Timothy Massad, former chairman of the Commodity Futures Trading Commission, speaks at the Milken Institute Global Conference in 2016.

Summary List Placement

Timothy Massad, known for ushering in tighter post-financial crisis swaps market regulation when he ran the US Commodity Futures Trading Commission during the Obama administration, is joining a sustainability-focused asset management startup as an advisor.

He will help guide Ethic, a New York-based company that builds tailored portfolios aligned with clients’ values for financial advisors and institutional investors like endowments, through an evolving regulatory landscape that could see changes to the way wealth and asset managers evaluate companies’ sustainability.

He will primarily advise Ethic’s leadership team on evolving sustainable investing regulation, though he may also directly engage with regulators and Ethic’s clients. The startup oversees some $760 million in assets as of March 26, with some $702 million in assets under management and $57.5 million under advisement, according to a filing. 

“There are going to be different views on how you best achieve long-term value; what should your policies be about; how you affect the communities and the constituencies you serve — not just shareholders, but employees and customers,” Massad told Insider. “So what we want are more fulsome standards of disclosure on all those things.”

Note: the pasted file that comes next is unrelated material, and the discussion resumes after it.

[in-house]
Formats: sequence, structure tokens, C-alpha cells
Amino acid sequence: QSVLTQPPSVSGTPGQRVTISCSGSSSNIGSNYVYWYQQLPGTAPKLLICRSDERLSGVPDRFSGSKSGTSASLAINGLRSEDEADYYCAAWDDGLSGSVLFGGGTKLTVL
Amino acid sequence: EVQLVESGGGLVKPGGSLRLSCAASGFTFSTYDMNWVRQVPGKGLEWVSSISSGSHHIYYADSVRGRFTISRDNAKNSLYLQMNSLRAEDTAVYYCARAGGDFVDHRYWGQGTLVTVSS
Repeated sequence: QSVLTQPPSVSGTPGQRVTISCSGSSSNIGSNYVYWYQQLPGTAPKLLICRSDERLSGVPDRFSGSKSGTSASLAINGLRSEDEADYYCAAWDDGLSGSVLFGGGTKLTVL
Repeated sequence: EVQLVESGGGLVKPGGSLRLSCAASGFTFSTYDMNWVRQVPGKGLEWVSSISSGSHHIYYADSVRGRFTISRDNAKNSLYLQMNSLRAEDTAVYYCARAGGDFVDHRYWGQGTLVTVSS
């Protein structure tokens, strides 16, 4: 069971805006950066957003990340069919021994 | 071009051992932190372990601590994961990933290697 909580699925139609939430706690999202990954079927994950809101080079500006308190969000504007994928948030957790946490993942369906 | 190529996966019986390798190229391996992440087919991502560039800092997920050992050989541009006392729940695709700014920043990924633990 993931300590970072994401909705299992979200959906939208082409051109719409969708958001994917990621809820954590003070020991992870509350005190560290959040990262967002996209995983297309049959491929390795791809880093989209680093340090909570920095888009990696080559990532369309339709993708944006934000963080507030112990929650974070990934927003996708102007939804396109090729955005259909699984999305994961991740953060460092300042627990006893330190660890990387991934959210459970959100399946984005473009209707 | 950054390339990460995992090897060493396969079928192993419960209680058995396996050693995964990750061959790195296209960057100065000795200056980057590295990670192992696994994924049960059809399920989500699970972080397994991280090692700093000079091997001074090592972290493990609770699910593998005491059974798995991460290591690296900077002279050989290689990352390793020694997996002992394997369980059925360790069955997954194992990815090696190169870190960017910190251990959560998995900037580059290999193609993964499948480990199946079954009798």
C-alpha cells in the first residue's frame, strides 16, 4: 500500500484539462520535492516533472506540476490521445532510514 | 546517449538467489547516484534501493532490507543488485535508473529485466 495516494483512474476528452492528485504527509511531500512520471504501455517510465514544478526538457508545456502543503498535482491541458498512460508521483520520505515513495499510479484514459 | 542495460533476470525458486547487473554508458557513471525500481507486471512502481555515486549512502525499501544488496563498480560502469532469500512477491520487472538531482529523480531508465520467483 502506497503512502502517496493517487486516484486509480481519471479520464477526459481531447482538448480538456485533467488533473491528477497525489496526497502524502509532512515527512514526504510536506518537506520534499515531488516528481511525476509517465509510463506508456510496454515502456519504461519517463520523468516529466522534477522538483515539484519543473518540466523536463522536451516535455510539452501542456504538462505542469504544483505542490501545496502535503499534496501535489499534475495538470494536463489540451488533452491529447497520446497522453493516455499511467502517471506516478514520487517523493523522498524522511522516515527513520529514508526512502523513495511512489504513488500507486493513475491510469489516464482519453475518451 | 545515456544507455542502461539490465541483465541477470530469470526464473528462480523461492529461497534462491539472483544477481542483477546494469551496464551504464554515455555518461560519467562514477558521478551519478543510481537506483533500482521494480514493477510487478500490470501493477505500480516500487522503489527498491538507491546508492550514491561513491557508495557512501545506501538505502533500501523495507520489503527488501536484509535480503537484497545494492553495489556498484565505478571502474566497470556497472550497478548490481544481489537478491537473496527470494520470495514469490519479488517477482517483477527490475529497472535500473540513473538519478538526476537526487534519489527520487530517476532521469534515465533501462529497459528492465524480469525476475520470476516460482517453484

Massad took over the CFTC in 2014 from Gary Gensler, the newly confirmed SEC head, and stepped down in January 2017. He is also a research fellow at the Harvard Kennedy School and an adjunct professor at Georgetown Law. Massad, who is based in Washington, DC, joned Ethic starting this week. 

The former regulator’s new role with the 6-year-old startup highlights the rapid growth and heated debates around the environmental, social, and corporate governance (ESG) investing industry.

Sustainable funds drew $185 billion in net inflows during the first quarter, with record global sustainable flows for the fourth straight quarter, according to Morningstar data. Global sustainable funds had just under $2 trillion in assets — primarily in Europe …read more

Source:: Business Insider


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